Oral Diseases ◽  
2022 ◽  
Ryoko Kurisu ◽  
Tadashi Saigusa ◽  
Yuri Aono ◽  
Yoshinori Hayashi ◽  
Suzuro Hitomi ◽  

2022 ◽  
Qiao-Yun Li ◽  
Pei-Wen Yao ◽  
Jin-Yu Liu ◽  
Yi-Wen Duan ◽  
Shao-Xia Chen ◽  

Abstract Background: Peripheral nerve inflammation or lesion can affect contralateral healthy structures, and thus results in mirror-image pain. Supraspinal structures play important roles in the occurrence of mirror pain. The anterior cingulate cortex (ACC) is a first order cortical region that responds to painful stimuli. In the present study, we systematically investigate and compare the neuroimmune changes in the bilateral ACC region using unilateral- (spared nerve injury, SNI) and mirror-(L5 ventral root transection, L5-VRT) pain models, aiming to explore the potential supraspinal neuroimmune mechanism underlying the mirror-image pain. Methods: The up-and-down method with von Frey hairs was used to measure the mechanical allodynia. Viral injections for the designer receptors exclusively activated by designer drugs (DREADD) were used to modulate ACC pyramidal neurons. Immunohistochemistry, immunofluorescence, western blotting, protein microarray were used to detect the regulation of inflammatory signaling.Results: Increased expressions of tumor necrosis factor alpha (TNF-α), interleukin-6 (IL-6) and chemokine CX3CL1 in ACC induced by unilateral nerve injury were observed on the contralateral side in the SNI group but on the bilateral side in the L5-VRT group, representing a stronger immune response to L5-VRT surgery. In remote ACC, both SNI and L5-VRT induced robust bilateral increase in the protein level of Nav1.6 (SCN8A), a major voltage-gated sodium channel (VGSC) that regulates neuronal activity in the mammalian nervous system. However, the L5-VRT-induced Nav1.6 response occurred at PO 3d, earlier than the SNI-induced one, 7 days after surgery. Modulating ACC pyramidal neurons via DREADD-Gq or DREADD-Gi greatly changed the ACC CX3CL1 levels and the mechanical paw withdrawal threshold. Neutralization of endogenous ACC CX3CL1 by contralateral anti-CX3CL1 antibody attenuated the induction and the maintenance of mechanical allodynia and eliminated the upregulation of CX3CL1, TNF-α and Nav1.6 protein levels in ACC induced by SNI. Furthermore, contralateral ACC anti-CX3CL1 also inhibited the expression of ipsilateral spinal c-Fos, Iba1, CD11b, TNF-α and IL-6. Conclusions: The descending facilitation function mediated by CX3CL1 and its downstream cascade may play a pivotal role, leading to enhanced pain sensitization and even mirror-image pain. Strategies that target chemokine-mediated ACC hyperexcitability may lead to novel therapies for the treatment of neuropathic pain.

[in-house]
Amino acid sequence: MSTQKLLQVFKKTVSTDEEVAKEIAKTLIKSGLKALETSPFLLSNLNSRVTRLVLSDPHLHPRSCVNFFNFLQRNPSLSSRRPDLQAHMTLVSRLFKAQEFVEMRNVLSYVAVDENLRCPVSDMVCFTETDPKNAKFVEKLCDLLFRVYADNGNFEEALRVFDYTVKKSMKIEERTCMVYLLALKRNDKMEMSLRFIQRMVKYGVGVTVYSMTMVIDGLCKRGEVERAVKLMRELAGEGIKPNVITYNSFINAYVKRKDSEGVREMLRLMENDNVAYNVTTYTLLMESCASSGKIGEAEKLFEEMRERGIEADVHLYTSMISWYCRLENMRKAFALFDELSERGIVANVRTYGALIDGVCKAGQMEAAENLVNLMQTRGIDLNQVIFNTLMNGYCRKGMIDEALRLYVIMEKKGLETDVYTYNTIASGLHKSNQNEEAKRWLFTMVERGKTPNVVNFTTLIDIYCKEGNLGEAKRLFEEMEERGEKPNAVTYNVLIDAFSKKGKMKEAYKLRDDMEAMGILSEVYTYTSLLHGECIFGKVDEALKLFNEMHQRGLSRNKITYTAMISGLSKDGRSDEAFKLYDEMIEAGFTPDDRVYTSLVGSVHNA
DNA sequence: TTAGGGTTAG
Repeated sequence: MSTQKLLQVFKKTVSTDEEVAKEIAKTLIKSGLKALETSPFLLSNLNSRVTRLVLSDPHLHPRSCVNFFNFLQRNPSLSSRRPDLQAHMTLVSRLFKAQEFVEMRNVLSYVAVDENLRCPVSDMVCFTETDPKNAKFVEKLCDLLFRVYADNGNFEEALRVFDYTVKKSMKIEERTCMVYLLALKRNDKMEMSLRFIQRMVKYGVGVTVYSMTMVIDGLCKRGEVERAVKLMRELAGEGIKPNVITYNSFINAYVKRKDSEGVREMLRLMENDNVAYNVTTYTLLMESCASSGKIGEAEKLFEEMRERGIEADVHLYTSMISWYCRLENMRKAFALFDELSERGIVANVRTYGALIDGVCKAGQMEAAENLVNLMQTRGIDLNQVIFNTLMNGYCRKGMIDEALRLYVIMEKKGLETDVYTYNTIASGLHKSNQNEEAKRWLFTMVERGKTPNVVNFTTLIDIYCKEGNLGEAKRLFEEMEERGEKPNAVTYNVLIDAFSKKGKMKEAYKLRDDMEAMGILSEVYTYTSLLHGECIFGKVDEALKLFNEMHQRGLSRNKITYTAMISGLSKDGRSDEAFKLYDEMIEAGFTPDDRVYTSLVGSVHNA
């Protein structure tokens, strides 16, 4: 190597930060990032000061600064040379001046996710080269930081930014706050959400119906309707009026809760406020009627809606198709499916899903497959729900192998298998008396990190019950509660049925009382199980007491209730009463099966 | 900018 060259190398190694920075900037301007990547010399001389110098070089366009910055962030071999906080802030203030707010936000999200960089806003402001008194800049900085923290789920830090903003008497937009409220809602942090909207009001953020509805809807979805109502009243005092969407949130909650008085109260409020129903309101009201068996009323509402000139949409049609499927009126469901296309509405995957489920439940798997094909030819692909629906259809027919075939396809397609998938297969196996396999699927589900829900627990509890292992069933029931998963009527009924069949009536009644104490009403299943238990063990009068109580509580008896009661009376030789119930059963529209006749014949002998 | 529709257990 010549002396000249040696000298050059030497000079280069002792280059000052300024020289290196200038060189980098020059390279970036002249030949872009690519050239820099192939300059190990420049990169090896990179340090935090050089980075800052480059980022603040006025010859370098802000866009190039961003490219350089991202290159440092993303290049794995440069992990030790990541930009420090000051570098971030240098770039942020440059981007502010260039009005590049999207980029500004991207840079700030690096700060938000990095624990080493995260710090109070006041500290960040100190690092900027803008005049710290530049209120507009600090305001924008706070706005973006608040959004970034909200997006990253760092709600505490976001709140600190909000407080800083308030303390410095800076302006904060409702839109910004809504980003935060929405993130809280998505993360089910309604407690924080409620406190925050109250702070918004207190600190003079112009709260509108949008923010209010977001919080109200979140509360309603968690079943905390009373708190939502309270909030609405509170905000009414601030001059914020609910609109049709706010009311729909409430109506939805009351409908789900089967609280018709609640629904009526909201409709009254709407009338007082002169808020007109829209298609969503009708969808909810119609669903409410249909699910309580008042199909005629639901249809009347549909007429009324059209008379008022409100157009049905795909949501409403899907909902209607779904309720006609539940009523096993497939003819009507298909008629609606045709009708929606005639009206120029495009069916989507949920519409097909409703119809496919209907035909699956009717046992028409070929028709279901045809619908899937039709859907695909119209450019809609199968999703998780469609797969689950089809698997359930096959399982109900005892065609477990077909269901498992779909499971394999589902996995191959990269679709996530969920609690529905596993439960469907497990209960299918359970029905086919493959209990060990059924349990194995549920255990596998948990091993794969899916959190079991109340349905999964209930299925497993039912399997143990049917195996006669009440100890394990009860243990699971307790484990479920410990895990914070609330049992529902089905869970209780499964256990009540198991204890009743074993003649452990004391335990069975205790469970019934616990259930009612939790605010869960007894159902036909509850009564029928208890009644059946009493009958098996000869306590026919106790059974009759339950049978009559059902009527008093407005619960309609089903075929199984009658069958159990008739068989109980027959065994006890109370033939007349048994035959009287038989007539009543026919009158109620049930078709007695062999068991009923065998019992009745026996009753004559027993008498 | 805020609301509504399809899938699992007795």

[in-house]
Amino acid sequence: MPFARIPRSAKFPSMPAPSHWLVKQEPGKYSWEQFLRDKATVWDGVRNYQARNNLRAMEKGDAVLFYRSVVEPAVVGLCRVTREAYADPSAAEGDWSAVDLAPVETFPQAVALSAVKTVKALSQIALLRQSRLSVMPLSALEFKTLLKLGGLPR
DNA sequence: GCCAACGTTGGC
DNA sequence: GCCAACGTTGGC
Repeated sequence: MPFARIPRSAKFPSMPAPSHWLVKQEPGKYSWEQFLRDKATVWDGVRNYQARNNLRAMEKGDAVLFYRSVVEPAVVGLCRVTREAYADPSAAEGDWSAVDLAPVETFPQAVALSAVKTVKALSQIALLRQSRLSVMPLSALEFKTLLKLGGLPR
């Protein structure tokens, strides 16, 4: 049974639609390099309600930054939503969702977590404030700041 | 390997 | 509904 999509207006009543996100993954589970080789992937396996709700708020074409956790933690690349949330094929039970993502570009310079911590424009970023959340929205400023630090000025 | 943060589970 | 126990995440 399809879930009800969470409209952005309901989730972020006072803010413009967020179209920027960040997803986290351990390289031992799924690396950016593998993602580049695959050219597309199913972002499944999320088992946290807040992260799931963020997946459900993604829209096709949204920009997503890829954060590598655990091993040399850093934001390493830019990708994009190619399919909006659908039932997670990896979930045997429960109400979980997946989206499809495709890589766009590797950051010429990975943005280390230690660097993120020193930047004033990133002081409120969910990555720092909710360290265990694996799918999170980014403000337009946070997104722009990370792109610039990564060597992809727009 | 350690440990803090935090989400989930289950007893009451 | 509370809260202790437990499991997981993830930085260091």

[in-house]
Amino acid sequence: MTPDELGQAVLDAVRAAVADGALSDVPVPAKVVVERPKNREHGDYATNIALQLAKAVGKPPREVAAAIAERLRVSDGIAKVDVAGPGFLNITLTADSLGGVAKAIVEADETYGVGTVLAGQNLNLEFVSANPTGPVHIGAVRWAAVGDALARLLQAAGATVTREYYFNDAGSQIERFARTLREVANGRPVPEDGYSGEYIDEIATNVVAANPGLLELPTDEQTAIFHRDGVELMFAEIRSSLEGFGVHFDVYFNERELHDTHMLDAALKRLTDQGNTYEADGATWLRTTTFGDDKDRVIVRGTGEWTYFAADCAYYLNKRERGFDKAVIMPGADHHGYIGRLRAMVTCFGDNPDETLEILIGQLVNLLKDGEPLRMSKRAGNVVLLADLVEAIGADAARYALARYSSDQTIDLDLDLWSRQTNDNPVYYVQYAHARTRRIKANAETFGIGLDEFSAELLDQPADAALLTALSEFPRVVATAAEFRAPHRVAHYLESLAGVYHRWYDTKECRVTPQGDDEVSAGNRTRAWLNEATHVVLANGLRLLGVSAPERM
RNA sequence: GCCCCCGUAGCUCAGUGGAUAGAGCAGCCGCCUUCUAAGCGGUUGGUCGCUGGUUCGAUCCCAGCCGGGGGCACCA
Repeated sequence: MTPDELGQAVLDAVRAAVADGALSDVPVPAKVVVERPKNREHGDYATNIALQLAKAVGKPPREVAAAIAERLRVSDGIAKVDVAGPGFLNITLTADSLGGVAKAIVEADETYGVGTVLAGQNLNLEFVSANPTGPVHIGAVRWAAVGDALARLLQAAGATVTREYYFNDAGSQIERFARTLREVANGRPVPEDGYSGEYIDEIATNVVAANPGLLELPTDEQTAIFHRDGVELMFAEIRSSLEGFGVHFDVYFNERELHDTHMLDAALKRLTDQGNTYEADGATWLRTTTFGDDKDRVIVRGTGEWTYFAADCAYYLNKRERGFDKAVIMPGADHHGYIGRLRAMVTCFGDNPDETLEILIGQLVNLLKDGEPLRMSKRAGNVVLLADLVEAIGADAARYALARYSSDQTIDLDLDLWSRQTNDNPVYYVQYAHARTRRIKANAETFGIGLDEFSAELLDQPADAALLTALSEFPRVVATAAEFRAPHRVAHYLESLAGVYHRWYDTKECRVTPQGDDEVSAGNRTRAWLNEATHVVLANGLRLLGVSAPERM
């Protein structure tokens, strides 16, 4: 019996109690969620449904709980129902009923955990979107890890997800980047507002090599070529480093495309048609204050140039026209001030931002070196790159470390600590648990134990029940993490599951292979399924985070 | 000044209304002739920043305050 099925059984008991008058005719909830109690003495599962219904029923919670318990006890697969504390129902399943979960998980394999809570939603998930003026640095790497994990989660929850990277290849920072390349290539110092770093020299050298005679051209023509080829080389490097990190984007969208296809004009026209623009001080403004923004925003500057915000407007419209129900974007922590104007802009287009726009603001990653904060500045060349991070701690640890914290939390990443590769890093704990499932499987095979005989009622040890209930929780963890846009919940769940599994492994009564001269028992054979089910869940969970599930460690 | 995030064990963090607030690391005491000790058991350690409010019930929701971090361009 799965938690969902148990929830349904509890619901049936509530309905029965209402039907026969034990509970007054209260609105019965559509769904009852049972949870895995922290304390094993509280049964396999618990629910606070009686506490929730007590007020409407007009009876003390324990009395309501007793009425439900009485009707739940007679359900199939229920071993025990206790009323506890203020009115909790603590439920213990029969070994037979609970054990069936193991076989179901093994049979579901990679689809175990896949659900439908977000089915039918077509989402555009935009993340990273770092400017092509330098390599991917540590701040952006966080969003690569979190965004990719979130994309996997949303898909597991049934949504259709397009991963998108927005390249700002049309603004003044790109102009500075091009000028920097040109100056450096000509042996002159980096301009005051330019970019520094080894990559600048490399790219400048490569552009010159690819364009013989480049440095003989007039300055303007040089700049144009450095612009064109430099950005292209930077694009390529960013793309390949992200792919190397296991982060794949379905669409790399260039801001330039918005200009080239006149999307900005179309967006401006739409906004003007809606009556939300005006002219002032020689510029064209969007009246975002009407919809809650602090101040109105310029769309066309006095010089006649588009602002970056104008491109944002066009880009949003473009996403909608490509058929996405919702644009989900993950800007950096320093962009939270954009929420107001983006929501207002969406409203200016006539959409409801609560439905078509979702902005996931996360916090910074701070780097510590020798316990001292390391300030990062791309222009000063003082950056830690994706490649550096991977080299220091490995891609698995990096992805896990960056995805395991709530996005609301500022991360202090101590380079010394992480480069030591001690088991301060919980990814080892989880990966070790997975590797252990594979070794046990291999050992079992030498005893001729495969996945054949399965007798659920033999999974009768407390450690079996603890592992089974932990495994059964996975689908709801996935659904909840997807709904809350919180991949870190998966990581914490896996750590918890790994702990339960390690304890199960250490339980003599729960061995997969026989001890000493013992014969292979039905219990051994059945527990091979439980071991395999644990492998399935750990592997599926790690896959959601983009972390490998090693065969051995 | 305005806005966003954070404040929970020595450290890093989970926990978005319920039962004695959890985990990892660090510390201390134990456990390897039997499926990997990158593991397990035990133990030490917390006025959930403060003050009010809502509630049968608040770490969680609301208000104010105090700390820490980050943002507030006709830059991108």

2022 ◽  
Vol 15 ◽  
Xixiao Zhu ◽  
Yingling Xu ◽  
Zui Shen ◽  
Haiyan Zhang ◽  
Siqi Xiao ◽